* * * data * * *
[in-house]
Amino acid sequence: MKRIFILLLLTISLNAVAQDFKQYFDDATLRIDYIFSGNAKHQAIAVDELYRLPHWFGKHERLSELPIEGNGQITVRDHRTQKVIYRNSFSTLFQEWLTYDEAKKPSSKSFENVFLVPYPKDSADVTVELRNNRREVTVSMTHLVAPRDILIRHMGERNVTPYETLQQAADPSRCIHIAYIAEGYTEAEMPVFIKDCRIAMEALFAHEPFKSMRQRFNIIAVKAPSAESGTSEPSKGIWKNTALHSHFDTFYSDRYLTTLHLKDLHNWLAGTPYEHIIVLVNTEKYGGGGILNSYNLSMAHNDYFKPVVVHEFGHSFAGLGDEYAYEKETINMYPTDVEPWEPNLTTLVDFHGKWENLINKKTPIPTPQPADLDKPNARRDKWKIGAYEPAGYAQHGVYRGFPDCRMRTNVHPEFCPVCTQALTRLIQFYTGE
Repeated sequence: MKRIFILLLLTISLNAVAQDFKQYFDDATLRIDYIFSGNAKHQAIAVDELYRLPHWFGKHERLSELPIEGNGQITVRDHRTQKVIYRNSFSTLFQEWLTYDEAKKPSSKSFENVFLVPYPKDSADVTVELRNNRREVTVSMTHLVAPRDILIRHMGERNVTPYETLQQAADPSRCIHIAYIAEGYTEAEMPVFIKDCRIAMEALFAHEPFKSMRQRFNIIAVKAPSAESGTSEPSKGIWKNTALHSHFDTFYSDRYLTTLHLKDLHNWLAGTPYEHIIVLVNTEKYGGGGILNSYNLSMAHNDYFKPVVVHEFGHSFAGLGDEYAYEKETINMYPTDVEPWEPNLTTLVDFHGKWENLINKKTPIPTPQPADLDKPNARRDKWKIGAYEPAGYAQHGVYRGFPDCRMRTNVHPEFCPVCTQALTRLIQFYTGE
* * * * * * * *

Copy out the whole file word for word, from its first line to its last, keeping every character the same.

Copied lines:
[in-house]
Amino acid sequence: MKRIFILLLLTISLNAVAQDFKQYFDDATLRIDYIFSGNAKHQAIAVDELYRLPHWFGKHERLSELPIEGNGQITVRDHRTQKVIYRNSFSTLFQEWLTYDEAKKPSSKSFENVFLVPYPKDSADVTVELRNNRREVTVSMTHLVAPRDILIRHMGERNVTPYETLQQAADPSRCIHIAYIAEGYTEAEMPVFIKDCRIAMEALFAHEPFKSMRQRFNIIAVKAPSAESGTSEPSKGIWKNTALHSHFDTFYSDRYLTTLHLKDLHNWLAGTPYEHIIVLVNTEKYGGGGILNSYNLSMAHNDYFKPVVVHEFGHSFAGLGDEYAYEKETINMYPTDVEPWEPNLTTLVDFHGKWENLINKKTPIPTPQPADLDKPNARRDKWKIGAYEPAGYAQHGVYRGFPDCRMRTNVHPEFCPVCTQALTRLIQFYTGE
Repeated sequence: MKRIFILLLLTISLNAVAQDFKQYFDDATLRIDYIFSGNAKHQAIAVDELYRLPHWFGKHERLSELPIEGNGQITVRDHRTQKVIYRNSFSTLFQEWLTYDEAKKPSSKSFENVFLVPYPKDSADVTVELRNNRREVTVSMTHLVAPRDILIRHMGERNVTPYETLQQAADPSRCIHIAYIAEGYTEAEMPVFIKDCRIAMEALFAHEPFKSMRQRFNIIAVKAPSAESGTSEPSKGIWKNTALHSHFDTFYSDRYLTTLHLKDLHNWLAGTPYEHIIVLVNTEKYGGGGILNSYNLSMAHNDYFKPVVVHEFGHSFAGLGDEYAYEKETINMYPTDVEPWEPNLTTLVDFHGKWENLINKKTPIPTPQPADLDKPNARRDKWKIGAYEPAGYAQHGVYRGFPDCRMRTNVHPEFCPVCTQALTRLIQFYTGE